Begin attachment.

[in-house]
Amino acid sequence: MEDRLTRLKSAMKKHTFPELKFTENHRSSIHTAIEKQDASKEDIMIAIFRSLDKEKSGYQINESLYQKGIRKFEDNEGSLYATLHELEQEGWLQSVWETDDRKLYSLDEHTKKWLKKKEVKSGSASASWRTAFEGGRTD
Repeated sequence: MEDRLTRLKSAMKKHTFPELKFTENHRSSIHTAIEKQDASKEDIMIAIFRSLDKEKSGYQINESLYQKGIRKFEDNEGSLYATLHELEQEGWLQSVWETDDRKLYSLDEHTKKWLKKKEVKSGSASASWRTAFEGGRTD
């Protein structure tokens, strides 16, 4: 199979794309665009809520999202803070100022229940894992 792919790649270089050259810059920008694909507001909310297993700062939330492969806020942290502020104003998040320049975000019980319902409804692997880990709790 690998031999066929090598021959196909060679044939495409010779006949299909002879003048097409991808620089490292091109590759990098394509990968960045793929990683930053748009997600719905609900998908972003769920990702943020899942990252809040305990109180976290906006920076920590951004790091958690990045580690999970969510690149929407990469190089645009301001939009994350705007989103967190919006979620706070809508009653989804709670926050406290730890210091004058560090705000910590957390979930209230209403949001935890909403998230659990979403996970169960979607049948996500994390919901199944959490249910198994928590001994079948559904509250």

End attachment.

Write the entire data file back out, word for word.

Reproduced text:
[in-house]
Amino acid sequence: MEDRLTRLKSAMKKHTFPELKFTENHRSSIHTAIEKQDASKEDIMIAIFRSLDKEKSGYQINESLYQKGIRKFEDNEGSLYATLHELEQEGWLQSVWETDDRKLYSLDEHTKKWLKKKEVKSGSASASWRTAFEGGRTD
Repeated sequence: MEDRLTRLKSAMKKHTFPELKFTENHRSSIHTAIEKQDASKEDIMIAIFRSLDKEKSGYQINESLYQKGIRKFEDNEGSLYATLHELEQEGWLQSVWETDDRKLYSLDEHTKKWLKKKEVKSGSASASWRTAFEGGRTD
């Protein structure tokens, strides 16, 4: 199979794309665009809520999202803070100022229940894992 792919790649270089050259810059920008694909507001909310297993700062939330492969806020942290502020104003998040320049975000019980319902409804692997880990709790 690998031999066929090598021959196909060679044939495409010779006949299909002879003048097409991808620089490292091109590759990098394509990968960045793929990683930053748009997600719905609900998908972003769920990702943020899942990252809040305990109180976290906006920076920590951004790091958690990045580690999970969510690149929407990469190089645009301001939009994350705007989103967190919006979620706070809508009653989804709670926050406290730890210091004058560090705000910590957390979930209230209403949001935890909403998230659990979403996970169960979607049948996500994390919901199944959490249910198994928590001994079948559904509250």